“I express a wish that you may, in your generation, be fit to compare to a candle; that you may, like it, shine as lights to those about you; that, in all your actions, you may justify the beauty of the taper by making your deeds honourable and effectual in the discharge of your duty to your fellow-men”
Michael Faraday (1791 – 25 August 1867) was an English physicist born in South London. He remains best known for his contributions in the fields of electromagnetism and electrochemistry. Specifically, his main discoveries include electromagnetic induction, diamagnetism, and electrolysis.
Perhaps one of his biggest contributions came after he reproduced Oersted’s experiment, ultimately noticing a bonafide relationship between electricity and magnetism. Previously, a compass was thought to only be affected by magnetic fields, but this experiment proved that the needle of a compass CAN be affected by electrical currents. Building from this experiment, Faraday discovered that a magnet suspended in the air would revolve around a current bearing wire, which ultimately led him to conclude that magnetism is a circular force. This disproved the notion set forth by André-Marie Ampère, who maintained that magnetic forces were linear. One must note that this was an interesting feat for Faraday, as he didn’t understand most of the complex math put forth in Ampere’s papers on the subject. Regardless, his observations wound up leading to a flurry of activity within the electrodynamics research field.
Thanks to the experiments on magnetism and electric currents, Faraday formulated the second law of electrolysis, which says “the amounts of bodies which are equivalent to each other in their ordinary chemical action have equal quantities of electricity naturally associated with them.” After much graveling in dielectrics in a capacitor, he abandoned the concept of electronic forces in favor of “lines of force.” Using iron fillings, said lines can be made visible with a simple magnet.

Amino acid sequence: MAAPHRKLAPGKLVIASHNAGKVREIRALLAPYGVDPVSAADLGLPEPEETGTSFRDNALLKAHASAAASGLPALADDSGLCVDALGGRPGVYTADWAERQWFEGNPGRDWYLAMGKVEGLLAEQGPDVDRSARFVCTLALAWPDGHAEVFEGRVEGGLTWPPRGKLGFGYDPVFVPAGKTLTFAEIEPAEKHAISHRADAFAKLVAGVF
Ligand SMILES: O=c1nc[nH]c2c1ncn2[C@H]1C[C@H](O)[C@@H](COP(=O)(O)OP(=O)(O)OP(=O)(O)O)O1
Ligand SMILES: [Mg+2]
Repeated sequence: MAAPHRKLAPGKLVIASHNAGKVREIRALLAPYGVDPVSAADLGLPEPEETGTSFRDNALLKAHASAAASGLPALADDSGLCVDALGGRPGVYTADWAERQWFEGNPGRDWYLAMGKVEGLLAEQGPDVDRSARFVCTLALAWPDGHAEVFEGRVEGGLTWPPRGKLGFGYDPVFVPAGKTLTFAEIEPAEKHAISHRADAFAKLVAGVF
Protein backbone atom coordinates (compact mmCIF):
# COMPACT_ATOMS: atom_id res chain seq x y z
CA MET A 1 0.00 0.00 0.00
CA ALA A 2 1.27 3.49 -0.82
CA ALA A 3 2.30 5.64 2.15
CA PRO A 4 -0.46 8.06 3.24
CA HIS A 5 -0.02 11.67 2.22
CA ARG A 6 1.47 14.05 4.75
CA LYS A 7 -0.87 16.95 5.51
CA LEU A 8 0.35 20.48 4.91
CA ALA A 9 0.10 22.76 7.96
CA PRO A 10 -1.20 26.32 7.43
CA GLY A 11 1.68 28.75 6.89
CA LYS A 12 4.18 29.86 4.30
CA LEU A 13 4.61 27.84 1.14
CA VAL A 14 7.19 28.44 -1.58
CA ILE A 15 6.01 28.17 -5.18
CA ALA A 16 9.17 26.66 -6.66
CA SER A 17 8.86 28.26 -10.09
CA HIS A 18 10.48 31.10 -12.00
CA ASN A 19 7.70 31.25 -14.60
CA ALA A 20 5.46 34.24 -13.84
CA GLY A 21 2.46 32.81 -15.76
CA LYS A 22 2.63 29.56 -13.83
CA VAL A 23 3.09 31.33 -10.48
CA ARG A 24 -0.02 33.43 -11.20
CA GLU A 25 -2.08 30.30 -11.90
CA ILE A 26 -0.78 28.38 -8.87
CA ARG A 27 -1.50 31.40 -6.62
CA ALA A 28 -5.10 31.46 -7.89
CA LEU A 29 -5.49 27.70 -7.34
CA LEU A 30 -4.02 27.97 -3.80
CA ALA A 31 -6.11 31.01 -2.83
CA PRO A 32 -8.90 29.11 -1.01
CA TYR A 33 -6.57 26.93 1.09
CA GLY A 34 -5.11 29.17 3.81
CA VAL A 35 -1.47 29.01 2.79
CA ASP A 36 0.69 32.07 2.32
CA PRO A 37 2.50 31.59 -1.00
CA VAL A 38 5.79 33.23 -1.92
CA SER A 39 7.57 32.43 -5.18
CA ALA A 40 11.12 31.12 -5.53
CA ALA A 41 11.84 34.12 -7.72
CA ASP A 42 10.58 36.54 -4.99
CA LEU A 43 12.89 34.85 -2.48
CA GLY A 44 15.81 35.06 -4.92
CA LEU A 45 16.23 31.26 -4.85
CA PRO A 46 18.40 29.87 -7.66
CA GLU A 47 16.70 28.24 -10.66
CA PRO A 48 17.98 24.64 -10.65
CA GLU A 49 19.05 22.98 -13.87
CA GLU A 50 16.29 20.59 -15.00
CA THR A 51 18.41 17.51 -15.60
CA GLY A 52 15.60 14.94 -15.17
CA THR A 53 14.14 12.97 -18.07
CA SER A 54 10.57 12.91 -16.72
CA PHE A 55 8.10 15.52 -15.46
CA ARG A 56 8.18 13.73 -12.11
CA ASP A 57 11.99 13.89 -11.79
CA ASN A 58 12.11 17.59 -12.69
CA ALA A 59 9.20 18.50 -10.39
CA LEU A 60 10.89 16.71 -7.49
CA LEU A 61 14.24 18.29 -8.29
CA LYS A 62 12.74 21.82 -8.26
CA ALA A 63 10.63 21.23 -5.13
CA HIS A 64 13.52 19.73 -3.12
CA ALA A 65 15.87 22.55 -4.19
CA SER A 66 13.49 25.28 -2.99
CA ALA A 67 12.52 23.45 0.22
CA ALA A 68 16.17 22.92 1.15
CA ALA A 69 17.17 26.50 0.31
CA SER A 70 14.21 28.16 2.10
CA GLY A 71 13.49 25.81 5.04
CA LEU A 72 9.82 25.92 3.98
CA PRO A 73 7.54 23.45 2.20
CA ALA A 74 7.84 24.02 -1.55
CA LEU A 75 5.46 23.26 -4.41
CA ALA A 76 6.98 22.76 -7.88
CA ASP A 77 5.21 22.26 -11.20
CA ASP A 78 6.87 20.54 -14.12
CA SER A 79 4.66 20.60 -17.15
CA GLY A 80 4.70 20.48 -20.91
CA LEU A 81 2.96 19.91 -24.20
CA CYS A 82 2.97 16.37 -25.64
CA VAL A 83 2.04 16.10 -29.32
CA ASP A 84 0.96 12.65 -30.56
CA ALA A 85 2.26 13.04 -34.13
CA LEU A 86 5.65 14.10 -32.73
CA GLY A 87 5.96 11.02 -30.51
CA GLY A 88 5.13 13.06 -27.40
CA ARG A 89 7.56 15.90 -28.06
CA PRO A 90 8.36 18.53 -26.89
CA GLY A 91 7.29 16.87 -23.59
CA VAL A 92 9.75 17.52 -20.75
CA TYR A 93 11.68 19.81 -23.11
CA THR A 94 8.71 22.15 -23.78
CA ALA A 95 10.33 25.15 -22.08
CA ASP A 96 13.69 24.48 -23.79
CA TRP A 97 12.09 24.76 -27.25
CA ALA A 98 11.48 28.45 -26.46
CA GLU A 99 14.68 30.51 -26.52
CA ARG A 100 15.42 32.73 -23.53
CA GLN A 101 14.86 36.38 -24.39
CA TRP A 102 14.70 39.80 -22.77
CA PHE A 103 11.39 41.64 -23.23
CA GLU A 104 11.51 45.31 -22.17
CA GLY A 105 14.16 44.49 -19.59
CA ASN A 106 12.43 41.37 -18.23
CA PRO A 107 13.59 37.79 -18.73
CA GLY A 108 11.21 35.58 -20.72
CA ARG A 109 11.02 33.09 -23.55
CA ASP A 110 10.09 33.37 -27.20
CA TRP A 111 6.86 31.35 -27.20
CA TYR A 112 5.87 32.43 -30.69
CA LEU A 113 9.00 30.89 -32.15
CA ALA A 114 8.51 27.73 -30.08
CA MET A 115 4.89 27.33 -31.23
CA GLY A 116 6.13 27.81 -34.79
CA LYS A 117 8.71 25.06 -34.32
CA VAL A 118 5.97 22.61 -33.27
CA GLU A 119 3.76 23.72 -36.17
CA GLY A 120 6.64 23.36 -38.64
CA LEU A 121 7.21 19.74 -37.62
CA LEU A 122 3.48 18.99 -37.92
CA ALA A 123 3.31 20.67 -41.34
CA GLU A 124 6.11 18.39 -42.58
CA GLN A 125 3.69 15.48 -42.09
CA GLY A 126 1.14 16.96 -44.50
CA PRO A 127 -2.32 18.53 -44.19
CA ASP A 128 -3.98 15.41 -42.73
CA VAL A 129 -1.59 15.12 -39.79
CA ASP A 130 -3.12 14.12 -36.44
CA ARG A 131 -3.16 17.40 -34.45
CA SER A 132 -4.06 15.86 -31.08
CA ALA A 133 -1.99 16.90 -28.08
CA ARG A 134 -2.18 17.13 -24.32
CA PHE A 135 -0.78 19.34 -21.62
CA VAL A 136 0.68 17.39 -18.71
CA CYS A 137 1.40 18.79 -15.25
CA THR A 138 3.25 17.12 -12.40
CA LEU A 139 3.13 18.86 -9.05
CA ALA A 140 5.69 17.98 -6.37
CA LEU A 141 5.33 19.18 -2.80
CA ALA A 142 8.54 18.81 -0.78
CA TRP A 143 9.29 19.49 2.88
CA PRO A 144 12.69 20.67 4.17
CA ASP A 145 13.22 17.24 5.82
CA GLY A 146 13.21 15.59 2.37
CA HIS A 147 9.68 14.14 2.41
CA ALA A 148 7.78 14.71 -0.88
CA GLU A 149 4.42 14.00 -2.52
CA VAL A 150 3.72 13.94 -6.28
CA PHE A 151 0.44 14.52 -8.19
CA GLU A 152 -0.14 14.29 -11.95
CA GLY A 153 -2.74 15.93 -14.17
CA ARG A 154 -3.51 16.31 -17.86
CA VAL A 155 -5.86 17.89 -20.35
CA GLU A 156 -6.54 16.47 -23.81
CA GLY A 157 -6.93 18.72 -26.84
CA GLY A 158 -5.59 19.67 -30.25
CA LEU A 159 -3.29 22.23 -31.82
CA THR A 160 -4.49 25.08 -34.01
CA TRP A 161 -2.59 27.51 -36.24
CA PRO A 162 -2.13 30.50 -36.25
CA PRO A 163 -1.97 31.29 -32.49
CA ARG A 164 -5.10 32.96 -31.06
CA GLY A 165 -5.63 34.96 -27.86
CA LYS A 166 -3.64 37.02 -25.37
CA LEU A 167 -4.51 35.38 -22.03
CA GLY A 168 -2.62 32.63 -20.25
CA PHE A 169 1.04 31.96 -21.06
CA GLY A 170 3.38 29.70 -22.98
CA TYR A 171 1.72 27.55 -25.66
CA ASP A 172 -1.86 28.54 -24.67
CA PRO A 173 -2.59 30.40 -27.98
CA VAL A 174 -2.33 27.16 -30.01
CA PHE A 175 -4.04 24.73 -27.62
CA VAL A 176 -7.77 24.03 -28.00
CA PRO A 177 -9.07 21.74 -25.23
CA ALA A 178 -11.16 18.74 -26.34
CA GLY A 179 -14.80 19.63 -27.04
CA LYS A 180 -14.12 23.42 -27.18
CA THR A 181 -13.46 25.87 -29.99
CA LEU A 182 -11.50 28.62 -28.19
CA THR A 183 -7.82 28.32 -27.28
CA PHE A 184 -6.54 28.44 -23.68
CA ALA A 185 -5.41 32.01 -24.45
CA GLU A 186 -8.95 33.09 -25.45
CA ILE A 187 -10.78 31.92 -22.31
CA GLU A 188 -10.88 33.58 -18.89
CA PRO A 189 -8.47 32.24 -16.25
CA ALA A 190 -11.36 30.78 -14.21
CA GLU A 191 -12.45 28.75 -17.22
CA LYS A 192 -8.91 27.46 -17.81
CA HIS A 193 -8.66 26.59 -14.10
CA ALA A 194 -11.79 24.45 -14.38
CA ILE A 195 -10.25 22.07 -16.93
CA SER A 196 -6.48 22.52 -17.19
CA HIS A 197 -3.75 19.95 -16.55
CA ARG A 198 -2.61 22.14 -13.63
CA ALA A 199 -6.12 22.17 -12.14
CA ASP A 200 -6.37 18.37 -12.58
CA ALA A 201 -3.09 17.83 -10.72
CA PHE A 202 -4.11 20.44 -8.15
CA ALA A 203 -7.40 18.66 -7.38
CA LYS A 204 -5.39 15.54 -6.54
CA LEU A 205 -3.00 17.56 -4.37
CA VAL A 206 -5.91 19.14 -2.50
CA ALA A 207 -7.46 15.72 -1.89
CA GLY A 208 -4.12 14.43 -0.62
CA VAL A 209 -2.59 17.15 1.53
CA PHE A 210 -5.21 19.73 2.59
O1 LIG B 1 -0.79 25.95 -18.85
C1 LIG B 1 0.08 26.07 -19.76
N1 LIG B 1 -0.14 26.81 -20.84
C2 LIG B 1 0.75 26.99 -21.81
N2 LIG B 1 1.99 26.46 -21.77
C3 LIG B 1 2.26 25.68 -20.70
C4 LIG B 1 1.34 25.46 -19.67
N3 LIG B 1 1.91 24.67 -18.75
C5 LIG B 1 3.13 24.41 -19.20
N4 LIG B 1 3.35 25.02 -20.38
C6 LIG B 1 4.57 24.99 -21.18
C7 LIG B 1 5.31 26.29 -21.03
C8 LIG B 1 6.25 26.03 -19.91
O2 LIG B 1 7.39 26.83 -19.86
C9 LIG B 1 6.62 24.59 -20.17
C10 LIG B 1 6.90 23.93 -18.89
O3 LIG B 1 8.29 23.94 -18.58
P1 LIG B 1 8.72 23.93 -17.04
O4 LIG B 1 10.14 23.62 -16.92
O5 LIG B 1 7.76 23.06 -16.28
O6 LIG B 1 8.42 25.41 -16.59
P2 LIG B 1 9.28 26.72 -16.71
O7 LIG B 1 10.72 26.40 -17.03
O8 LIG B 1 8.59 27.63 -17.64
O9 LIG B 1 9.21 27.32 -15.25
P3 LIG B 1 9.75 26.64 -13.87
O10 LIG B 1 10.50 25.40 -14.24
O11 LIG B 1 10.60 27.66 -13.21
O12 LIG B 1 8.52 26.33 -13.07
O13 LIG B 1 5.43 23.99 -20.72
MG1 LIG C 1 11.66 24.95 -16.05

– The “Faraday cage” which is an enclosure formed of mesh or a similar conducting material to prevent electric charges from external static and non-static fields.
– The invention of an early version of the ‘bunsen burner.’ Many are still used in chemistry labs all across the world.
– The discovery of benzene
– The composition of chlorine clathrate hydrate, which was discovered by Humphry Davy back in the early 1800’s
– The phenomenon of ‘mutual induction’
– Faraday is largely known to be the first scientists to make electricity in homes both practical and feasible. His work ultimately gave way to the first electric motor.
Random fun bit of information: Daniel Faraday, a physicist from the television show ‘LOST,’ was named after Michael Faraday.